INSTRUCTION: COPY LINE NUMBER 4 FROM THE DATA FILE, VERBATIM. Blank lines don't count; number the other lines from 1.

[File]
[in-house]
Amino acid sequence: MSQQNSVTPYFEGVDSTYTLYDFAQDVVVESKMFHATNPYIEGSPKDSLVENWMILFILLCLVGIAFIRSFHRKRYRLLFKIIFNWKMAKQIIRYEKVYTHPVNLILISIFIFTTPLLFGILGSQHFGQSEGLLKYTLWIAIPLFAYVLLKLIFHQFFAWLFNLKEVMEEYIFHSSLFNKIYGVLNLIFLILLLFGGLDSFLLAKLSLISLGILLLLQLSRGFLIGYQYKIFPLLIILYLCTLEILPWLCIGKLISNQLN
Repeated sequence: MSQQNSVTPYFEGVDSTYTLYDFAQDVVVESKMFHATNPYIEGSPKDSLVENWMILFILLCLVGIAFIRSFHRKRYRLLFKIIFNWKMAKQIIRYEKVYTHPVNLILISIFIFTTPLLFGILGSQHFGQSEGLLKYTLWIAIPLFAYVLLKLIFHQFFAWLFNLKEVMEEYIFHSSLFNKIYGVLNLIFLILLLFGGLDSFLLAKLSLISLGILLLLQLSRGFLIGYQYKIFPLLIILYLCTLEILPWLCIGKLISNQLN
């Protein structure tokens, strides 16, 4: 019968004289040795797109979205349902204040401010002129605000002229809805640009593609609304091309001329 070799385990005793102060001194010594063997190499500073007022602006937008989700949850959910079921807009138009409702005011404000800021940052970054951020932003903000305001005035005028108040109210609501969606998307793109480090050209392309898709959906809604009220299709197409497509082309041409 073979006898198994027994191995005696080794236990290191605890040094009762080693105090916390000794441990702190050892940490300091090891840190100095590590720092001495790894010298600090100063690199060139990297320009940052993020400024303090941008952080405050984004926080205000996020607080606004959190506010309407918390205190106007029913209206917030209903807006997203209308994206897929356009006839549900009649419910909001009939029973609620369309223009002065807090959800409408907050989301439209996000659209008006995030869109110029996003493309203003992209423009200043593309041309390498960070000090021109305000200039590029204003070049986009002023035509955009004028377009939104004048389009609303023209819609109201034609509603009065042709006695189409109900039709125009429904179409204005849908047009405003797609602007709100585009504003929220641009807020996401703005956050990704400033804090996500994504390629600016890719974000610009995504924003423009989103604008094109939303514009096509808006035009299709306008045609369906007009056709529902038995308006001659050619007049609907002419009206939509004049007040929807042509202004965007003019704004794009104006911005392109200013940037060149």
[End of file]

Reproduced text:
């Protein structure tokens, strides 16, 4: 019968004289040795797109979205349902204040401010002129605000002229809805640009593609609304091309001329 070799385990005793102060001194010594063997190499500073007022602006937008989700949850959910079921807009138009409702005011404000800021940052970054951020932003903000305001005035005028108040109210609501969606998307793109480090050209392309898709959906809604009220299709197409497509082309041409 073979006898198994027994191995005696080794236990290191605890040094009762080693105090916390000794441990702190050892940490300091090891840190100095590590720092001495790894010298600090100063690199060139990297320009940052993020400024303090941008952080405050984004926080205000996020607080606004959190506010309407918390205190106007029913209206917030209903807006997203209308994206897929356009006839549900009649419910909001009939029973609620369309223009002065807090959800409408907050989301439209996000659209008006995030869109110029996003493309203003992209423009200043593309041309390498960070000090021109305000200039590029204003070049986009002023035509955009004028377009939104004048389009609303023209819609109201034609509603009065042709006695189409109900039709125009429904179409204005849908047009405003797609602007709100585009504003929220641009807020996401703005956050990704400033804090996500994504390629600016890719974000610009995504924003423009989103604008094109939303514009096509808006035009299709306008045609369906007009056709529902038995308006001659050619007049609907002419009206939509004049007040929807042509202004965007003019704004794009104006911005392109200013940037060149």